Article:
Training Sessions Held On Curriculum

Episcopal News Service. August 6, 1987 [87167]

NEW YORK (DPS, Aug. 6) -- A new Episcopal Church curriculum addressing spiritual perspectives on sexuality is currently being introduced in training sessions around the country.

Sexuality: A Divine Gift, "A Sacramental Approach to Human Sexuality and Family Life," is the fruit of a 1982 General Convention resolution calling for the development of "ways by which the Church can assist its people in their formative years (children through adults) to develop moral and spiritual perspectives in matters relating to sexuality and family life." It was produced by a task force assembled from Episcopal parishes, schools and national Church staff in cooperation with the National Association of Episcopal Schools and was field-tested in Episcopal parishes and schools.

The first training session for the curriculum was held July 6-10 at the Church Divinity School of the Pacific. According to the Rev. Dr. Barbara Taylor, staff officer for ministries with children at the Episcopal Church Center and a member of the task force which designed the curriculum, it drew a very positive response -- on both process and content -- from the 16 participants, most of whom were from Province VIII. A training session scheduled for Aug. 2-7 at Kenyon College had 18 registrants. Further sessions are slated for Sept. 21-23 at the Warwick Conference Center in New York, Nov. 30-Dec. 3 at the Duncan Conference Center in Florida and for Houston during January. Other sessions are being planned, and it is hoped to have at least one training session in each province, with both diocesan and parish leaders encouraged to attend.

According to Taylor, interest in both the curriculum, whose publication date is anticipated to be the first week in October, and the training sessions is running high. She describes the curriculum as "an open program. There's no bias built in, so people can select those topics they want to emphasize, depending on what the parish wants and needs to do, and it's designed to be used for young children through senior citizens, with special material for each."

Based on an historical theological foundation, the curriculum, with its leaders' guide, contains a teaching process based on dialogue, information and theological reflection; a suggested method for deciding whom and what to teach; a guide to help select a leader/teacher for exploring issues of human sexuality and an extensive list of both print and audio-visual resources.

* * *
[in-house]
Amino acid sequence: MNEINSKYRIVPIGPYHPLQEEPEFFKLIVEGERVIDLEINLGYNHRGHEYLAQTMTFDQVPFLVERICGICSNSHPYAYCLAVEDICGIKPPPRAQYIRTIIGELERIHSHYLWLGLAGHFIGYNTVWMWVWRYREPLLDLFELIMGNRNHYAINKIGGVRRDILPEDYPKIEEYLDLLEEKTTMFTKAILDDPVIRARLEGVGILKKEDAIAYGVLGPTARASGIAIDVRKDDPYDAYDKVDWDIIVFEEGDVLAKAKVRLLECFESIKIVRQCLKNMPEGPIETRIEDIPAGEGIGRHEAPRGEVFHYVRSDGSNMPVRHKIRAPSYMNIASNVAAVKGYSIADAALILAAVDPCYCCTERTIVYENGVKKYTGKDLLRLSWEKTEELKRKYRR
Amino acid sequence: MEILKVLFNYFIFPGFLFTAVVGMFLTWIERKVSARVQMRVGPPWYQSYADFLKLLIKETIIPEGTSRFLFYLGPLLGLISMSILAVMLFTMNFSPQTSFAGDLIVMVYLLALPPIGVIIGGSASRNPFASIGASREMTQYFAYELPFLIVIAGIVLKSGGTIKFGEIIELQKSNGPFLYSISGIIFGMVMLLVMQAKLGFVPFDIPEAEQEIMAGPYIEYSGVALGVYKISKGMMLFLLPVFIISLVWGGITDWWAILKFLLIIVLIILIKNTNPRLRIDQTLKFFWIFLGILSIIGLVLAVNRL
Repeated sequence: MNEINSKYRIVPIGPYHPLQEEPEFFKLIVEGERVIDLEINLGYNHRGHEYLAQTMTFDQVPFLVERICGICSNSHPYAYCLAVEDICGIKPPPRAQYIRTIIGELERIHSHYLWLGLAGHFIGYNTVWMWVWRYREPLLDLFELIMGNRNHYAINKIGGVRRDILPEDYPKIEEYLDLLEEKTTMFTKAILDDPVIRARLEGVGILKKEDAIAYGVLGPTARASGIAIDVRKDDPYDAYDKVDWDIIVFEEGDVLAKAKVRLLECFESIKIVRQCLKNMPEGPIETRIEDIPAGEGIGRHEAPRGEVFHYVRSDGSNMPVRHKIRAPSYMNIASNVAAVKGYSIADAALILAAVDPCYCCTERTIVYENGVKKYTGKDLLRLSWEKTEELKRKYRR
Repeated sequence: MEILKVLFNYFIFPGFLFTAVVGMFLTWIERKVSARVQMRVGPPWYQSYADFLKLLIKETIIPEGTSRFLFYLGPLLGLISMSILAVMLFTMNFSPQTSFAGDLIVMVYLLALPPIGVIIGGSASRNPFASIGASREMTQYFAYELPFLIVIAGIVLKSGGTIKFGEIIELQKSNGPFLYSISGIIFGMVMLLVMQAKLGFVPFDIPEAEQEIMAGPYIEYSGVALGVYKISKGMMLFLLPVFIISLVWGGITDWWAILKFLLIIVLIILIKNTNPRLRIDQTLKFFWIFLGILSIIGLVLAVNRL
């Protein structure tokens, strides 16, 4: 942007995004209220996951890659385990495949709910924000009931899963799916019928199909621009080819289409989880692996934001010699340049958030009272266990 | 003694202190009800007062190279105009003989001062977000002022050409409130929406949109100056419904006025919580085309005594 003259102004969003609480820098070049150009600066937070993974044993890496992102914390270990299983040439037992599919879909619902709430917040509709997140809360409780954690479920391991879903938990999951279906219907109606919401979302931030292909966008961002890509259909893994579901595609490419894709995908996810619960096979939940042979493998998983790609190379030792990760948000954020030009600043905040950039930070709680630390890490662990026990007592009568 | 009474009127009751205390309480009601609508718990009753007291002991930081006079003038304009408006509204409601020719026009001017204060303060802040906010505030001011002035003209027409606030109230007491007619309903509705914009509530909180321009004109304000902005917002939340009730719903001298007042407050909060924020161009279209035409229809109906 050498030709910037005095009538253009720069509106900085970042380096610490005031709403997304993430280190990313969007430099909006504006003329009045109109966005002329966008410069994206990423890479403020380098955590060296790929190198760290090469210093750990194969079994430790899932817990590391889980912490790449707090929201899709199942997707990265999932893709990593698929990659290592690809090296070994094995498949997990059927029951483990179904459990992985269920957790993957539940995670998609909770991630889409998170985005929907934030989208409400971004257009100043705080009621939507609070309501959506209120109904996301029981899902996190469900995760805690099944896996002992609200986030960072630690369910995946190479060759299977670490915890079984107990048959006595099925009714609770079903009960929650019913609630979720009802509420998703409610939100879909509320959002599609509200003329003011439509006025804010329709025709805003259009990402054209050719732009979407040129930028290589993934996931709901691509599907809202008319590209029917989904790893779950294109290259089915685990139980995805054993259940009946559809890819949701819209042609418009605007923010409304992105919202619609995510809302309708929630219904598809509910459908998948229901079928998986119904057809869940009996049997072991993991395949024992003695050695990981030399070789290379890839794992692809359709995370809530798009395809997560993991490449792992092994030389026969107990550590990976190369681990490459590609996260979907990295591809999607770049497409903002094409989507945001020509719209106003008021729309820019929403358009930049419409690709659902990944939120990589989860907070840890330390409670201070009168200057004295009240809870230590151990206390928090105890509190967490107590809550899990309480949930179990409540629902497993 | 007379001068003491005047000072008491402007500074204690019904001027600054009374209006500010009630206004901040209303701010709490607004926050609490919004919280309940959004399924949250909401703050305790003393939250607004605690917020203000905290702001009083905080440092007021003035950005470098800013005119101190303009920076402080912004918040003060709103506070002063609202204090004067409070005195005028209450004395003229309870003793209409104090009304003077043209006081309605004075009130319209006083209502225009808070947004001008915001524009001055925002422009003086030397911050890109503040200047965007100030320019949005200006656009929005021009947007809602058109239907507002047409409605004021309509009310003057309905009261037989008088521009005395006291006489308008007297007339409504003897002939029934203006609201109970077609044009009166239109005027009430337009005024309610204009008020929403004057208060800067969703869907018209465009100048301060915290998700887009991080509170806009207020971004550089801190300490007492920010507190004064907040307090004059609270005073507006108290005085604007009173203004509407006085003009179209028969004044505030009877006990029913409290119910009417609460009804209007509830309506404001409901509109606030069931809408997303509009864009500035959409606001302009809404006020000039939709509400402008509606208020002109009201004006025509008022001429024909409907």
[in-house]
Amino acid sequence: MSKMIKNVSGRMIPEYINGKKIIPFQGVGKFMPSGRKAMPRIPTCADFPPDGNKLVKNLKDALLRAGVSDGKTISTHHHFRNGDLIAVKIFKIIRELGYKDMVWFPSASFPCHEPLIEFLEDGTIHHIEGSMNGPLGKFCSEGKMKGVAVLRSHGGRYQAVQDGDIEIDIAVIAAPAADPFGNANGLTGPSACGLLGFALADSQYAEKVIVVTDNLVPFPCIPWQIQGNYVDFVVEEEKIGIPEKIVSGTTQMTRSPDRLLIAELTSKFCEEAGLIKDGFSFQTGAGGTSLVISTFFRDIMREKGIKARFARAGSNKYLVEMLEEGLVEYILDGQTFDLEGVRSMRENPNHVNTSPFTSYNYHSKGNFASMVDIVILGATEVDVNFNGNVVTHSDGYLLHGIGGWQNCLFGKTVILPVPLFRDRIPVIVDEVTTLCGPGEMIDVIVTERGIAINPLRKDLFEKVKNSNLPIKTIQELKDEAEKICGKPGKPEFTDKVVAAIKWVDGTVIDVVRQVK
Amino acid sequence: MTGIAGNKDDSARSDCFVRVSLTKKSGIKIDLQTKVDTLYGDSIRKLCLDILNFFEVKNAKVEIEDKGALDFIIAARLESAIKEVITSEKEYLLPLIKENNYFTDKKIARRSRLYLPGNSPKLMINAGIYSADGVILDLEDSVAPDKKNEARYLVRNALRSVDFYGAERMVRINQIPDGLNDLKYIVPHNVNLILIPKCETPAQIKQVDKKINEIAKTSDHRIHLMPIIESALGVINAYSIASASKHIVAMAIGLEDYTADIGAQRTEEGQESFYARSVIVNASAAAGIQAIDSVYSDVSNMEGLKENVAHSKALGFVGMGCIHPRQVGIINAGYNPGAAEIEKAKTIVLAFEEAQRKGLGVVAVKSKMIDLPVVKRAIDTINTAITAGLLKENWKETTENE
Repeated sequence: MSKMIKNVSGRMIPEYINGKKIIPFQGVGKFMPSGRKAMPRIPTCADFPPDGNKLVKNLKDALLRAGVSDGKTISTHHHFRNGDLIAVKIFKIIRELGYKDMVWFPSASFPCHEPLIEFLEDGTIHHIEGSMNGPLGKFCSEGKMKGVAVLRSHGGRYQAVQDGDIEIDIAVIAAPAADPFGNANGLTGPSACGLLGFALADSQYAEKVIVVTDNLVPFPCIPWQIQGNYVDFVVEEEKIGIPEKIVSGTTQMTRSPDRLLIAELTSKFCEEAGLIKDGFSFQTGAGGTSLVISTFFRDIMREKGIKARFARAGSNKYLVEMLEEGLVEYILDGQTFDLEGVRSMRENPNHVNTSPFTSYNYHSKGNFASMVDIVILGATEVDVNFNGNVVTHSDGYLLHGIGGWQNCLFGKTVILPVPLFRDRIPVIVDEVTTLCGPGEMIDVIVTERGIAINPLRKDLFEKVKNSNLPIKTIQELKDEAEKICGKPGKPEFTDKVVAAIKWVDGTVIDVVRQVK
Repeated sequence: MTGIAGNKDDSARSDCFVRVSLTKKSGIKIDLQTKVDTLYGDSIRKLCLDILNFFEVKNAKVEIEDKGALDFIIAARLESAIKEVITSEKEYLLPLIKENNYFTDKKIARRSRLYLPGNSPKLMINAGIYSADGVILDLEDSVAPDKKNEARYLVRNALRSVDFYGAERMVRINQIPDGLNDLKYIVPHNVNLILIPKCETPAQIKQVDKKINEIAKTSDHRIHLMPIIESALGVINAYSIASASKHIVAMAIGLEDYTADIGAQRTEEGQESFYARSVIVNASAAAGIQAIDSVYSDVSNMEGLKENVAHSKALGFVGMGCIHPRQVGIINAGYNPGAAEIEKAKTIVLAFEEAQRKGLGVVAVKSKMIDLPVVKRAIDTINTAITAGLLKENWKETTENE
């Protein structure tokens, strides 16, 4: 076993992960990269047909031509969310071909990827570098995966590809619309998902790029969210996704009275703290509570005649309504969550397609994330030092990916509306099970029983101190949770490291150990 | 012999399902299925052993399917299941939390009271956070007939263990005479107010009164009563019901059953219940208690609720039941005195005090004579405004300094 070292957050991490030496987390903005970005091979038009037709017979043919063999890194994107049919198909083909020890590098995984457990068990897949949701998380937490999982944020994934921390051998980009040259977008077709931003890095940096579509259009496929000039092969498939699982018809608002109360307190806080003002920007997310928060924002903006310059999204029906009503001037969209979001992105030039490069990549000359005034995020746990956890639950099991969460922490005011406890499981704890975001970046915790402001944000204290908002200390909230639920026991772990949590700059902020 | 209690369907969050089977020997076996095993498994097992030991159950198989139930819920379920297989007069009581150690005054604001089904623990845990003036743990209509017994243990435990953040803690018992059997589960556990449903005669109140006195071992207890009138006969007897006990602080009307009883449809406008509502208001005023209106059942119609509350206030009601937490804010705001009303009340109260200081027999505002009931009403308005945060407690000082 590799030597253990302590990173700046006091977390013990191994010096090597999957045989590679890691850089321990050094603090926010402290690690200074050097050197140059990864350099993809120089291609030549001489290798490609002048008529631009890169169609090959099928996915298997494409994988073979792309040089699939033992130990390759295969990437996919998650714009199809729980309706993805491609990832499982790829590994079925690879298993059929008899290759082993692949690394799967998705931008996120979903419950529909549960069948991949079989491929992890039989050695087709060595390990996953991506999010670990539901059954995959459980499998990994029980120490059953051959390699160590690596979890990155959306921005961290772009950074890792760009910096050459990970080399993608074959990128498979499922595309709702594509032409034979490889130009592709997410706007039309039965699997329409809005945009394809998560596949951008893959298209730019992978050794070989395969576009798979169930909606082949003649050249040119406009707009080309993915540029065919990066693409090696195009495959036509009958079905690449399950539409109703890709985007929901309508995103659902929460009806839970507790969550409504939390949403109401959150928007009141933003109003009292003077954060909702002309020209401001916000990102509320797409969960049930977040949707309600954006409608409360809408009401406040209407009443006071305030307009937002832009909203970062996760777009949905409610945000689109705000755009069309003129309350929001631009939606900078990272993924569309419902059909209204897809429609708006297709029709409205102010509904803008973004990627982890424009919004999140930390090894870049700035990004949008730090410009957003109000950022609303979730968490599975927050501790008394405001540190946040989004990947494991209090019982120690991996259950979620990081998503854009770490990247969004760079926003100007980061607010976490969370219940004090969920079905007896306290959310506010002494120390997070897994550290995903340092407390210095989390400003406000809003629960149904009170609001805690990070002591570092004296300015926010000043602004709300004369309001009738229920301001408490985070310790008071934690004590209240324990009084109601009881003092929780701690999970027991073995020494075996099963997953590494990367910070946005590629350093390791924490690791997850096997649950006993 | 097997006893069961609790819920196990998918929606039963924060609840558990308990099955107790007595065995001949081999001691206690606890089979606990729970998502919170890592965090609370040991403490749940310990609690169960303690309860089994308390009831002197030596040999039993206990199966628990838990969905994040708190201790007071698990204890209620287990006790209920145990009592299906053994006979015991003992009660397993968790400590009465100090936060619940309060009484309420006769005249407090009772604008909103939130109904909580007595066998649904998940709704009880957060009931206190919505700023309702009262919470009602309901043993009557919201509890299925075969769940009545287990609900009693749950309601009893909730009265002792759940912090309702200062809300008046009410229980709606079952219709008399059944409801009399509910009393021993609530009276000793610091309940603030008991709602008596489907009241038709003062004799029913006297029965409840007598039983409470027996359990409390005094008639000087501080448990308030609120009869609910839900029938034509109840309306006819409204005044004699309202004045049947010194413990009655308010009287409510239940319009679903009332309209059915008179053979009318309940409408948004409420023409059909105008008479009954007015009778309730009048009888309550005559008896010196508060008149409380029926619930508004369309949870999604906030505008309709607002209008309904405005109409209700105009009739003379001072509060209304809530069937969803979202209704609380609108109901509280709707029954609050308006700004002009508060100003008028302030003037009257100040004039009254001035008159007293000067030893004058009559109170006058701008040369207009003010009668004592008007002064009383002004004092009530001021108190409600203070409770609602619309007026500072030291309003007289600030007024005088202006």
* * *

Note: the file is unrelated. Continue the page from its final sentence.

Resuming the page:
A flyer for the program lays out a framework of five premises from which it evolved:

  • History: Christian teachings about sexuality through the centuries reveal significant change, conflict and confusion that still remain unsettled, requiring continual effort to discern what is truly sound religious guidance
  • Language: We lack a shared vocabulary of human sexuality that is precise and consistent
  • Theology: We need an Anglican focus on God's loving gifts to balance the historic emphasis on human failings
  • Dialogue: Open, candid exploration is possible when we are confident of God's unfailing truth. We can trust dialogue-centered learning
  • Relational Patterns: A relational pattern, whether marriage or single, should not be used to judge a person's worth. Rather, we need to focus on qualities of relationships which provide a basis for one's living a life centered on the Good News of Christ.

In addition to Taylor, members of the Task Force on Human Sexuality are: Susan Procopio Browne, a certified sex educator; Judith Carlson, coordinator, Christian Education, Diocese of New Jersey, and Taylor's predecessor at the Church Center; the Rev. Canon David Forbes, National Association of Episcopal Schools; Ann Gordon, executive director, National Association of Episcopal Schools; the Rev. Canon Robert Hansel, director, Bishops Center, Diocese of Southern Ohio; the Very Rev. William Maxwell, Cathedral Church of St. Mark, Salt Lake City; the Rev. John Palmer, Helen Keller International; Karen Sterbenz, regional religious education coordinator, Province V, and coordinator of Christian Education, Diocese of Missouri; Esther Walter, certified sex educator, Diocese of Iowa; and Anne Wilson, retired educator, Baltimore.

The curriculum may be ordered for $5 per copy, with checks made payable to the Domestic and Foreign Missionary Society of the Episcopal Church and mailed to: The Rev. Dr. Barbara Taylor, Episcopal Church Center, Ministries with Children, 815 Second Avenue, New York, NY 10017. For further information on the curriculum and training events, contact Taylor or Ann Gordon, executive director, National Association of Episcopal Schools, also located at the Church Center. The telephone number is (800) 334-7627 or, within New York State, (212) 867-8400.